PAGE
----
In response to calls to allow teenagers and adults to cycle on footpaths, Victoria Walks commissioned transport consultants MRCagney to review research on footpath cycling. Currently in Victoria only children under 12 and accompanying adults can ride on footpaths.
The report concluded:
- “Advocacy for footpath cycling appears to be based on the misconception that it is safer. Footpath cycling is accompanied by a distinct set of safety risks for cyclists, particularly associated with visibility between motor vehicles and cyclists at intersections and driveways.”
- “There is no clear evidence that cycling on footpaths is safer than cycling on the street”
- “… crash risks for cyclists may be higher on the footpath than on the road.”
- “…the presence of cyclists on footpaths is a real concern for people walking, particularly for elderly or other vulnerable users such as the vision impaired.”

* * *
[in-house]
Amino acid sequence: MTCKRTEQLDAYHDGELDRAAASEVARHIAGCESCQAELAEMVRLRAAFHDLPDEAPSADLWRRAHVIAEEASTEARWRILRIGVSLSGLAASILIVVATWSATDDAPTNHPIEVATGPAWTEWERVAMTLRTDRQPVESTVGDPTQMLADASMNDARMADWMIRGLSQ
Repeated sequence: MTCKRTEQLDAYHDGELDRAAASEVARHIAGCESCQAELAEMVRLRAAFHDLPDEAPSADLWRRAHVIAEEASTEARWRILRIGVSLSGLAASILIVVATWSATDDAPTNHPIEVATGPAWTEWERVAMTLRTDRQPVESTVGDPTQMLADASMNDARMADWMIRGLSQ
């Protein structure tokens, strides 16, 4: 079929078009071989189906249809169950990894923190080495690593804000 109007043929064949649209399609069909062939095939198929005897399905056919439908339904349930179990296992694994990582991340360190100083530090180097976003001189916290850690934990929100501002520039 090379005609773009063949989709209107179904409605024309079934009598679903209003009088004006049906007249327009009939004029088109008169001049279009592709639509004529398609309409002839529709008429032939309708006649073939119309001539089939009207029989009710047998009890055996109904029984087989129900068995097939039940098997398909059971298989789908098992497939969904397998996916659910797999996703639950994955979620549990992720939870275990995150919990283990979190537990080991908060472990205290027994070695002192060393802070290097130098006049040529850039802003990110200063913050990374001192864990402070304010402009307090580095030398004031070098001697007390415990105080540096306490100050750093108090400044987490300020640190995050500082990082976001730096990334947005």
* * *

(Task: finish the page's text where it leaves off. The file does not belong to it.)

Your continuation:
In a survey of 1,128 Victorians aged 60 or over, 39% identified bicycle riders on shared paths as a moderate or major constraint to their walking (Victoria Walks, 2015).
Older people are particularly vulnerable on footpaths that are shared with cyclists. We want to encourage older people to walk, and as people age walking and accessing public transport becomes increasingly important. The issue of cycling safety is a concern for COTA Victoria, but solutions should not be at cost of safety for pedestrians. Riding infrastructure must be prioritised.
For media coverage of this issue see: